Helping children communicate with their teachers can also help alleviate potential stress during the school year. It is important for students to feel comfortable approaching teachers to ask questions or communicate needs, especially when they reach upper grades with a more-independent classroom experience. Including shy or intimidated students in an early conference can improve their comfort level and make for a more productive and enjoyable school year.

Sync Your Schedules

Another source of school-year stress comes from trying to stay on top of all of the family's school, work and social calendars. Keeping a family in sync requires a team effort. Kersh urges parents to establish a weekly family meeting, asking both kids and parents to come to the table (or couch) with their own list of upcoming activities and important due dates. "I call it 'calendar download time,'" she says. "Without the communication piece, things get missed or someone forgets to pick up the kids."

Regular communication helps families prepare for especially busy times. Kersh suggests planning ahead by stocking the freezer with prepared soups or minimizing volunteer responsibilities during those times to subdue the chaos.

To stay in sync, some families are using new online organization tools like Google Calendar and Cozi.com, but don't underestimate the effectiveness of a centrally located and frequently updated family calendar printed on good old-fashioned paper. "Effective communication is what it's all about," Kersh says.

Commit Carefully

While volunteer roles are vital to the success of schools and other community groups, parents need to be thoughtful in selecting opportunities that fit well with their existing commitments. An updated family calendar can help parents stay realistic about the amount of "extra" time they have to offer.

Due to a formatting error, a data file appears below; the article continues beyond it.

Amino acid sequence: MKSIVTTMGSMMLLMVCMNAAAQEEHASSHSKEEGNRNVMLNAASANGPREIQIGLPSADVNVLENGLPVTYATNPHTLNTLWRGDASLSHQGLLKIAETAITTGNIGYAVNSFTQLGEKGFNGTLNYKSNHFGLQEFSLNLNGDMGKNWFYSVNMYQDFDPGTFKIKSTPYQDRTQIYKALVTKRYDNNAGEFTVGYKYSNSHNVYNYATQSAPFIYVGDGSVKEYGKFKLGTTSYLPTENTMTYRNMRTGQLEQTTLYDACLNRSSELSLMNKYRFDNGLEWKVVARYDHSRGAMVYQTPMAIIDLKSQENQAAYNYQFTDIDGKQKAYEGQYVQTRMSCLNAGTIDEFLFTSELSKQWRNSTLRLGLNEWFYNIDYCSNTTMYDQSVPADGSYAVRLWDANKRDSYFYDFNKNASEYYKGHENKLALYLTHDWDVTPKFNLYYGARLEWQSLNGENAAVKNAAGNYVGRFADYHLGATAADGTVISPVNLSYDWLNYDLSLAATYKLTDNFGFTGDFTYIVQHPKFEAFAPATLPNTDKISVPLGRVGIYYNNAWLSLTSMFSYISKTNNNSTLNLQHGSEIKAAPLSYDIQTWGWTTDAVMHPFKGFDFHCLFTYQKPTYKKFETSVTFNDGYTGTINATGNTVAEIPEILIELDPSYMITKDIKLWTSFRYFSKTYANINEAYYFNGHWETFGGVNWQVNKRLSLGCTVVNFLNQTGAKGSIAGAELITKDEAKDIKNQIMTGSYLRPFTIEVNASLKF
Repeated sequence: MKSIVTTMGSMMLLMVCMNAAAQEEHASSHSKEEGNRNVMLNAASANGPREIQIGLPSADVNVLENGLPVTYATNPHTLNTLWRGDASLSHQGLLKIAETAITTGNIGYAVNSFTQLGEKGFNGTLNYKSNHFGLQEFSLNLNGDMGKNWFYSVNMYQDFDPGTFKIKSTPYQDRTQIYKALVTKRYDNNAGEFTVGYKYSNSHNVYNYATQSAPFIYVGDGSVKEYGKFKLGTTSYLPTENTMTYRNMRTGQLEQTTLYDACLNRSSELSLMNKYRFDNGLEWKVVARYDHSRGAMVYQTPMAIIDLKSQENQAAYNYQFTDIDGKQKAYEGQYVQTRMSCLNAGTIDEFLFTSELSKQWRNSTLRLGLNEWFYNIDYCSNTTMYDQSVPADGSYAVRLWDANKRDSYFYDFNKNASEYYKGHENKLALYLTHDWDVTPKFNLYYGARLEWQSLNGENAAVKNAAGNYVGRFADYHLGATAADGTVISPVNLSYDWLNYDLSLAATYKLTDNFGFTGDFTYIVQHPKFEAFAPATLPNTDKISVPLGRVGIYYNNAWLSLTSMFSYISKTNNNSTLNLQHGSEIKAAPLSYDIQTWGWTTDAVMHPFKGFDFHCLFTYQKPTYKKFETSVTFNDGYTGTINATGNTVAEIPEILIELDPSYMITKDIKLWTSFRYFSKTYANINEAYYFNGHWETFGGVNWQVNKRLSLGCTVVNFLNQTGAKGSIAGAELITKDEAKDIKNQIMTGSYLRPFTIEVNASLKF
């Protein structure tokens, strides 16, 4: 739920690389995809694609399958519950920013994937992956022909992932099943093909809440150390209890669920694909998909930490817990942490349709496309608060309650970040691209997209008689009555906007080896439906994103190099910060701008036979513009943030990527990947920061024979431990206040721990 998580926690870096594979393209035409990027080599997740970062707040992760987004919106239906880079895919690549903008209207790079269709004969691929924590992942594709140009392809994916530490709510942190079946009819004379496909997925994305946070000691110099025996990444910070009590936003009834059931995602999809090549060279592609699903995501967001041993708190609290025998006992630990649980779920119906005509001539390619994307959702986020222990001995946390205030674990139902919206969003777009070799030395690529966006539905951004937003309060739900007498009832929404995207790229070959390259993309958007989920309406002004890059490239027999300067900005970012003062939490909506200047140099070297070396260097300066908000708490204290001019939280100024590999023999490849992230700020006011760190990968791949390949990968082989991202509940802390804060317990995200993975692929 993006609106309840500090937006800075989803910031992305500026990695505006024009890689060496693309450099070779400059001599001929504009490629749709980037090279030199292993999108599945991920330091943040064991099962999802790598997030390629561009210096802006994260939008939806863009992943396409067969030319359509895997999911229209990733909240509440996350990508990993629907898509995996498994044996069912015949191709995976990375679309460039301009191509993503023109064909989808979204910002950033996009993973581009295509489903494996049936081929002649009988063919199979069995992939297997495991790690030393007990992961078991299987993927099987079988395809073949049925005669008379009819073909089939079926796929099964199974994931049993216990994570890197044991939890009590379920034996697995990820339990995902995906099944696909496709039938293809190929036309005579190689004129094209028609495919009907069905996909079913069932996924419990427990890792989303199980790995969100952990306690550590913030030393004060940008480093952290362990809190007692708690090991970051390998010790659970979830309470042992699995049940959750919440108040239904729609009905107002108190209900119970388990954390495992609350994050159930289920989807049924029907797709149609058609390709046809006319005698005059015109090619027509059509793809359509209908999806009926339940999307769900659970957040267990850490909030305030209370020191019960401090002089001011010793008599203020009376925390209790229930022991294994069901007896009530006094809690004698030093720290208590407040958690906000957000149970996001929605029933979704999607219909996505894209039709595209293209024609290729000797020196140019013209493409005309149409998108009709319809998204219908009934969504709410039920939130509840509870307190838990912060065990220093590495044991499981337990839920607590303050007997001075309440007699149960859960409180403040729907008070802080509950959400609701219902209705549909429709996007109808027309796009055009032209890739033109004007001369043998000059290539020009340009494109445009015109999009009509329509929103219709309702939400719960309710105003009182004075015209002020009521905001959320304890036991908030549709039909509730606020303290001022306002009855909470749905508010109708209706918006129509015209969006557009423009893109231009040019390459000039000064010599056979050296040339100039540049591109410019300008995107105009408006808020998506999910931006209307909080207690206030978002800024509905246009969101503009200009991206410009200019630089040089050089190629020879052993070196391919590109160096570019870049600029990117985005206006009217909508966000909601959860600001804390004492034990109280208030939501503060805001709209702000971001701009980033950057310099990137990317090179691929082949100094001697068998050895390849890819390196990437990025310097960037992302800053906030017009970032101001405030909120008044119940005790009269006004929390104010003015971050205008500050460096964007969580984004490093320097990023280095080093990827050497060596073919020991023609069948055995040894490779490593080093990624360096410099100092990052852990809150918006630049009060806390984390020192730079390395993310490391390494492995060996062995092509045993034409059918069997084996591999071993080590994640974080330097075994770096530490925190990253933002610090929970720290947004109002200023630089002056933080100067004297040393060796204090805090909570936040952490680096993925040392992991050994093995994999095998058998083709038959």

"Doing everything about half-way sets you up for a feeling of failure," Kersh says. "If parents burn out, we're not staying true to the ultimate goal of family life — fun, enjoyment and fostering a love of learning."

Volunteer responsibilities can fluctuate significantly throughout the school year depending on the number of other available volunteers. Prevent unexpected over-commitment by taking on volunteer jobs with a "qualified yes," letting the organization know that you're happy to help, but only available for specific tasks.

Children can become overcommitted just as easily as parents.

With many activities to choose from, kids can have a difficult time pacing their involvement, and it can be hard for parents to know when to say, "when."

Mote offers this advice for parents of highly involved students: "Look at what time your child is getting to bed after homework. As long as they are getting everything done and not exhausted, you are probably good with the schedule." She cautions, "If grades start to slip and they have missing assignments, then it's time to re-evaluate."